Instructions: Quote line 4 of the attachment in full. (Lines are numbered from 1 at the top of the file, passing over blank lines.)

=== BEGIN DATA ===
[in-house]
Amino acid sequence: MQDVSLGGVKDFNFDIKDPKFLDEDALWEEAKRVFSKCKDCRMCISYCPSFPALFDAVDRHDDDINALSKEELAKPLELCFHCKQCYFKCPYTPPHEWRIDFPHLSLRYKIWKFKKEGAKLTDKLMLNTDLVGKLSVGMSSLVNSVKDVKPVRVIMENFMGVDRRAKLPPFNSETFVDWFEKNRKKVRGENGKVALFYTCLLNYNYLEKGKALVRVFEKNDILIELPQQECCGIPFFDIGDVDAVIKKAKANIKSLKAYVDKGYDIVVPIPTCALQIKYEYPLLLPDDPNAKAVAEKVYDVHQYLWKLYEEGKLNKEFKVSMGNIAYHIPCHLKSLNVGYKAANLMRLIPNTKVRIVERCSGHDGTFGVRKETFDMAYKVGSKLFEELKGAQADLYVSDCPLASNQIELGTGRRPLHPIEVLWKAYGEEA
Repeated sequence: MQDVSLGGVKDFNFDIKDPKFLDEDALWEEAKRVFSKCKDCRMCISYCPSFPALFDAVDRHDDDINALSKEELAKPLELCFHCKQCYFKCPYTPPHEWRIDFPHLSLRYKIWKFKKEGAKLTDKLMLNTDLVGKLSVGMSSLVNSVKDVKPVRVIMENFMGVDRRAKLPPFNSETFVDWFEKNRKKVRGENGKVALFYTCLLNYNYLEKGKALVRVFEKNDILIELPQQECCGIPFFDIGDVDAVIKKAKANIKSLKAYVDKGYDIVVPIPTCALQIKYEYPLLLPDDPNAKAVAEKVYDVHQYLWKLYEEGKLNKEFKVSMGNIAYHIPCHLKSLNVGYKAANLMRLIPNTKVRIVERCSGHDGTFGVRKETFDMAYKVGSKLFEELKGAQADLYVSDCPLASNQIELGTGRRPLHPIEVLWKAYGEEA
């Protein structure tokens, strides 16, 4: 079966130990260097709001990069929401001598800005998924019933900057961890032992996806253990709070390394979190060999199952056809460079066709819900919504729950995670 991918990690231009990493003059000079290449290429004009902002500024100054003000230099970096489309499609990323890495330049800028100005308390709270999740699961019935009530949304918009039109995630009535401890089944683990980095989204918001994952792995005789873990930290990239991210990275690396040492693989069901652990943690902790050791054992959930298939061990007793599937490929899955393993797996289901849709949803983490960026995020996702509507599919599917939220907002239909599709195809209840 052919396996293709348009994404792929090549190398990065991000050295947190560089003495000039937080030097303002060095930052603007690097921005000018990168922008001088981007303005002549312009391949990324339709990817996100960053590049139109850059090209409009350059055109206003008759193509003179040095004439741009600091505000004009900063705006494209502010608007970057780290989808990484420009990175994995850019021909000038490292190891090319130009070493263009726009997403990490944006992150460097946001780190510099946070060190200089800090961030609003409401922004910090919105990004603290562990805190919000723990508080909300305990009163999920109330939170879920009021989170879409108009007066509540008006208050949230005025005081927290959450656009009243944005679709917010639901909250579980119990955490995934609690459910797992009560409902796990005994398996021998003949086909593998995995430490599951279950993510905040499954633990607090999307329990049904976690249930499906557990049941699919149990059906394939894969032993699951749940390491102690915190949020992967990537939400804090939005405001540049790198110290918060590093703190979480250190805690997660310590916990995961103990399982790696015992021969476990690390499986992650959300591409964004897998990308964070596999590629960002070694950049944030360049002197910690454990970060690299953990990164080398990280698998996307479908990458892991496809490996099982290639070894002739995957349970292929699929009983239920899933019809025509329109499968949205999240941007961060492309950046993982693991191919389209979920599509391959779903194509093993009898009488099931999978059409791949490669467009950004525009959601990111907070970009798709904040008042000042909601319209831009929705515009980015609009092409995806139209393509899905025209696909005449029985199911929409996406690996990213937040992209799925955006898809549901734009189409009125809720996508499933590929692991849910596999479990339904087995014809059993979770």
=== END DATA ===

């Protein structure tokens, strides 16, 4: 079966130990260097709001990069929401001598800005998924019933900057961890032992996806253990709070390394979190060999199952056809460079066709819900919504729950995670 991918990690231009990493003059000079290449290429004009902002500024100054003000230099970096489309499609990323890495330049800028100005308390709270999740699961019935009530949304918009039109995630009535401890089944683990980095989204918001994952792995005789873990930290990239991210990275690396040492693989069901652990943690902790050791054992959930298939061990007793599937490929899955393993797996289901849709949803983490960026995020996702509507599919599917939220907002239909599709195809209840 052919396996293709348009994404792929090549190398990065991000050295947190560089003495000039937080030097303002060095930052603007690097921005000018990168922008001088981007303005002549312009391949990324339709990817996100960053590049139109850059090209409009350059055109206003008759193509003179040095004439741009600091505000004009900063705006494209502010608007970057780290989808990484420009990175994995850019021909000038490292190891090319130009070493263009726009997403990490944006992150460097946001780190510099946070060190200089800090961030609003409401922004910090919105990004603290562990805190919000723990508080909300305990009163999920109330939170879920009021989170879409108009007066509540008006208050949230005025005081927290959450656009009243944005679709917010639901909250579980119990955490995934609690459910797992009560409902796990005994398996021998003949086909593998995995430490599951279950993510905040499954633990607090999307329990049904976690249930499906557990049941699919149990059906394939894969032993699951749940390491102690915190949020992967990537939400804090939005405001540049790198110290918060590093703190979480250190805690997660310590916990995961103990399982790696015992021969476990690390499986992650959300591409964004897998990308964070596999590629960002070694950049944030360049002197910690454990970060690299953990990164080398990280698998996307479908990458892991496809490996099982290639070894002739995957349970292929699929009983239920899933019809025509329109499968949205999240941007961060492309950046993982693991191919389209979920599509391959779903194509093993009898009488099931999978059409791949490669467009950004525009959601990111907070970009798709904040008042000042909601319209831009929705515009980015609009092409995806139209393509899905025209696909005449029985199911929409996406690996990213937040992209799925955006898809549901734009189409009125809720996508499933590929692991849910596999479990339904087995014809059993979770």